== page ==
Start a revolution: Rent out government-owned office space for R1 a year
- Mmusi Maimane
- 30 Apr 2014 12:20 (South Africa)
Our plan for growth and jobs includes the establishment of effective small business incubators in partnership with the private sector. These will provide a place where start-ups can share free basic office resources in a single location.
This type of approach is called “business incubation”, like the support provided to an infant in the early stages of life.
And it’s absolutely necessary in South Africa, and in Gauteng especially, where thousands of potential entrepreneurs live. According to the 2013 Global Entrepreneurship Monitor report, less than 14% of South Africans surveyed planned to start a business in the next three years.
In fact, total entrepreneurial activity in South Africa fell to 7.3% in 2012, from 9.1% in 2011 and 8.9% in 2010.
These stats are not surprising when you consider that five out of seven small businesses started in South Africa will fold in the first year.
According to the National Business Incubation Association (US), business incubation is a business support process that accelerates the successful development of start-up and fledgling companies by providing entrepreneurs with an array of targeted resources and services.
This can include any number of methods. For example, the provision of management guidance, technical assistance and consulting tailored to young growing companies.
Incubators usually also provide clients access to appropriate rental space and flexible leases, shared basic business services and equipment, technology support services and assistance in obtaining the financing necessary for company growth.
The DA has a vision to find the best business ideas in Gauteng and to foster them by renting out government-owned buildings for just R1 a year - these premises will act as incubators for small businesses. Basic resources like internet and phone lines will be subsidised.
This idea is not entirely new to us. We have begun experimenting with incubators where we govern and are now ready to bring the idea to government in Gauteng in a big way.
Did you know that one of our successes added R800 million a year to the Western Cape’s regional economy?
The Bandwidth Barn in Woodstock, Cape Town, was launched in 2000 and supports start-up and growth-oriented SMMEs. It has played an active role in supporting ICT entrepreneurship in the Western Cape economy.
Between 2006 and 2010, the Bandwidth Barn tenants and more than 50 successful graduates added more than R800 million per year to the region’s economy, and supported almost 2,500 direct and indirect jobs. There are currently 55 tenants.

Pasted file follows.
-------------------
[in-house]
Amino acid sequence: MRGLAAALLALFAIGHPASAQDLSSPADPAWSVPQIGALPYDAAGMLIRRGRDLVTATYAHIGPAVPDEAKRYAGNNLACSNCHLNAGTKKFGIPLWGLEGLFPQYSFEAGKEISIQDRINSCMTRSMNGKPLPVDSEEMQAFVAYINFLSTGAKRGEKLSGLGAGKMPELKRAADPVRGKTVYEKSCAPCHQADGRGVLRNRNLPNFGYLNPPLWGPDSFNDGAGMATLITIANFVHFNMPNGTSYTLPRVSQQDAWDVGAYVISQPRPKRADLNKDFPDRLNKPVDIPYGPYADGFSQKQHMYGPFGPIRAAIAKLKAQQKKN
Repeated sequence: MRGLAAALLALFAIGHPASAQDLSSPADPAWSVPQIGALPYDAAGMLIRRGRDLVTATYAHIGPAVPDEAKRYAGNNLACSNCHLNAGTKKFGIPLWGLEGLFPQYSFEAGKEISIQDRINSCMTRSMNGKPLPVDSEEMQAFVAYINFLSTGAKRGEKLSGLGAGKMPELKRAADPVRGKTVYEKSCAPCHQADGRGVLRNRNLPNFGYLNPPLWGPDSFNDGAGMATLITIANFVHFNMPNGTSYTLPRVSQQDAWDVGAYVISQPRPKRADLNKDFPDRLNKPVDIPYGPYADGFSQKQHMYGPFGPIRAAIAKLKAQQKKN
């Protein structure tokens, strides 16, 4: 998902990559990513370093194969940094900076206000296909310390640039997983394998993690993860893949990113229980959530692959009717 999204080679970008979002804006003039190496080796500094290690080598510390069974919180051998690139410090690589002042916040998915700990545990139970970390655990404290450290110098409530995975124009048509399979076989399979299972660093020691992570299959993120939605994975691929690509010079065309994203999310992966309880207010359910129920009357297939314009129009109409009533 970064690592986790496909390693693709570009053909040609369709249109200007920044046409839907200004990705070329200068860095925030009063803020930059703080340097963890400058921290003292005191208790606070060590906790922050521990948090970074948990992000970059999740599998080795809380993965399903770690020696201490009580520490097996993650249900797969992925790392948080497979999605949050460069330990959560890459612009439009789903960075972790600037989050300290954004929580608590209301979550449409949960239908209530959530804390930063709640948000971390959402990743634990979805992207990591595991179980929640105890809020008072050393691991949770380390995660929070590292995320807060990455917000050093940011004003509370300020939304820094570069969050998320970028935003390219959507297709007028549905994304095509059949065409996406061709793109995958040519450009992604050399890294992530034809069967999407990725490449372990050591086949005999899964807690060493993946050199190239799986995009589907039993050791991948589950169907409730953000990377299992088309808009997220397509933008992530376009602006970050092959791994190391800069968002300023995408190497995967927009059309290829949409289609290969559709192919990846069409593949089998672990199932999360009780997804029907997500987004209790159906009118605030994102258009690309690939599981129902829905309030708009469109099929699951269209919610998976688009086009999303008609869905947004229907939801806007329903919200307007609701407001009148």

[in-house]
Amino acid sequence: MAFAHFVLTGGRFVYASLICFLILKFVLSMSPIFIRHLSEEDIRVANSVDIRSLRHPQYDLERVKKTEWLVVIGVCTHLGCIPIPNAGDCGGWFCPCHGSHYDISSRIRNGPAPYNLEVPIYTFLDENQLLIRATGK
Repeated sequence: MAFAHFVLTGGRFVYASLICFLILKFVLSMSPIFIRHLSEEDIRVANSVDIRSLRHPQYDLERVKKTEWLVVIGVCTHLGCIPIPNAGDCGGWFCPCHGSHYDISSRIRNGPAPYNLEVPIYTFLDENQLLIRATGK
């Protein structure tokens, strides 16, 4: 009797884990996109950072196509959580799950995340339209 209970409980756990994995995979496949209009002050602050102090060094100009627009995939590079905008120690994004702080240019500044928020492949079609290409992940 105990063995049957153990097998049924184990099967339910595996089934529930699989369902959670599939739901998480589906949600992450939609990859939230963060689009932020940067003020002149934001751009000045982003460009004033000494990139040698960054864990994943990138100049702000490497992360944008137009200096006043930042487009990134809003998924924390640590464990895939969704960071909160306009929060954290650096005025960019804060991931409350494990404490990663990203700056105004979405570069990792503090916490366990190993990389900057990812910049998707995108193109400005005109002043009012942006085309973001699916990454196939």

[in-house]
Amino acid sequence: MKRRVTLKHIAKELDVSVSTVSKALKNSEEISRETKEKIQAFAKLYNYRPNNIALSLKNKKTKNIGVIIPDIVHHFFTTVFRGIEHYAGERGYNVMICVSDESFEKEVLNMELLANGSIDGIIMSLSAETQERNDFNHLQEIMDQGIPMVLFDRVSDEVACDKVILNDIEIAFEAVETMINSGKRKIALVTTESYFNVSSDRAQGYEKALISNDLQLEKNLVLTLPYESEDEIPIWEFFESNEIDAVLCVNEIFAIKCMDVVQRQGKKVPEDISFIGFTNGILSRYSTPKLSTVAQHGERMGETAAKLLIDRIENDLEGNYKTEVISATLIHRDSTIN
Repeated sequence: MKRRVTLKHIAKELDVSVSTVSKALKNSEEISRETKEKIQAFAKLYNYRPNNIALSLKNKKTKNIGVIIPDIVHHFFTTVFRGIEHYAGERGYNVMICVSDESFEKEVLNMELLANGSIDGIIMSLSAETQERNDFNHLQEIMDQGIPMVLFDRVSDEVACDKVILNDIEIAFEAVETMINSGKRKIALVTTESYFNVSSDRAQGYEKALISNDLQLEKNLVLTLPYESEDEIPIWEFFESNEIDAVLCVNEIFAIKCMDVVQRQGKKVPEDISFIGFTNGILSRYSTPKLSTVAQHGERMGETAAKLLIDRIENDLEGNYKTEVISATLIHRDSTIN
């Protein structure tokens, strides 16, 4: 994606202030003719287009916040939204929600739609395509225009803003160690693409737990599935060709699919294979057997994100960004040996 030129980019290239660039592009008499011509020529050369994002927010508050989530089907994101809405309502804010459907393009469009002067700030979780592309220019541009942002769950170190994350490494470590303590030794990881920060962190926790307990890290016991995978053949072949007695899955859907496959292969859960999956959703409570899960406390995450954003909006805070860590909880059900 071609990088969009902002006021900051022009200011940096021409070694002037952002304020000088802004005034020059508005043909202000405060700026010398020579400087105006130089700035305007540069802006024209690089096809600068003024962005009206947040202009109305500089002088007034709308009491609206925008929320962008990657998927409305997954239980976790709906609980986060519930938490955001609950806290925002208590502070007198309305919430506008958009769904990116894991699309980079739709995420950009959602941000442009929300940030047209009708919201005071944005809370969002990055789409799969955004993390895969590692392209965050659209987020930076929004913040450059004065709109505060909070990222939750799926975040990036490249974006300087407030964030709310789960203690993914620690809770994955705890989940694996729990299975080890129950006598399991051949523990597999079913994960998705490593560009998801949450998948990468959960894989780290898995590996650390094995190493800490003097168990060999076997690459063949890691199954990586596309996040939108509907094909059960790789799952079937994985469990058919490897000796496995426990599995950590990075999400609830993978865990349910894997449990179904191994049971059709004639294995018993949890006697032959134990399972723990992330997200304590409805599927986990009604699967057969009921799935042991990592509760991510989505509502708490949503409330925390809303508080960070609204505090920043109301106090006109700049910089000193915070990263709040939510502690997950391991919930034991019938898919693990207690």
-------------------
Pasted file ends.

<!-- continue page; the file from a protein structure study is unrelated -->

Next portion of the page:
In 2012/13, various support programmes offered by the Barn provided skills development opportunities for 96 businesses. According to a study done by the Bandwidth Barn last year, only 48% of ICT start-ups survive for more than three years, in comparison 90% of the initial group of SMMEs in the Barn survive beyond this period.
Of course, in supporting small business we want to maximise the benefit these innovative start-ups will have on society. So in Gauteng, here are some principles on how we plan to select innovative businesses for support:
Pick businesses that foster innovative ideas to solve the problems faced by society or companies;
Give incentives to incubators only if they assist incubates and base incentives on the quality of business supported;
Utilise more sources of funding like: royalties, equity, consulting and corporate sponsors (in other words not only rely on state funding);
Incubators in South Africa must partner with tertiary institutions;
The state should help incubates access the market as this is one of South African incubators’ biggest challenges.
Gauteng has the potential to be a world-beating economy to the benefit of South Africa as a whole.
It’s time we started competing with developing countries who are applying these innovative ideas with great success.
Brazil increased the number of its incubators almost threefold in just ten years. This “incubation revolution” was driven by clear government policies – driven from the top - which enable the entrepreneurs to benefit from grant funding.
In Chile the state wants to utilise incubators to move away from its resource-dependent economy. In Malaysia the state deploys incubators to foster certain high-tech sectors and improve the competitiveness of SMEs.
So that is the plan behind the R1 a year office rental proposal. It may sound revolutionary to the extent that some may regard it as unbelievable, but rest assured we can do this Gauteng. In fact we can start an entrepreneur revolution in Gauteng to drive job creation and growth. DM
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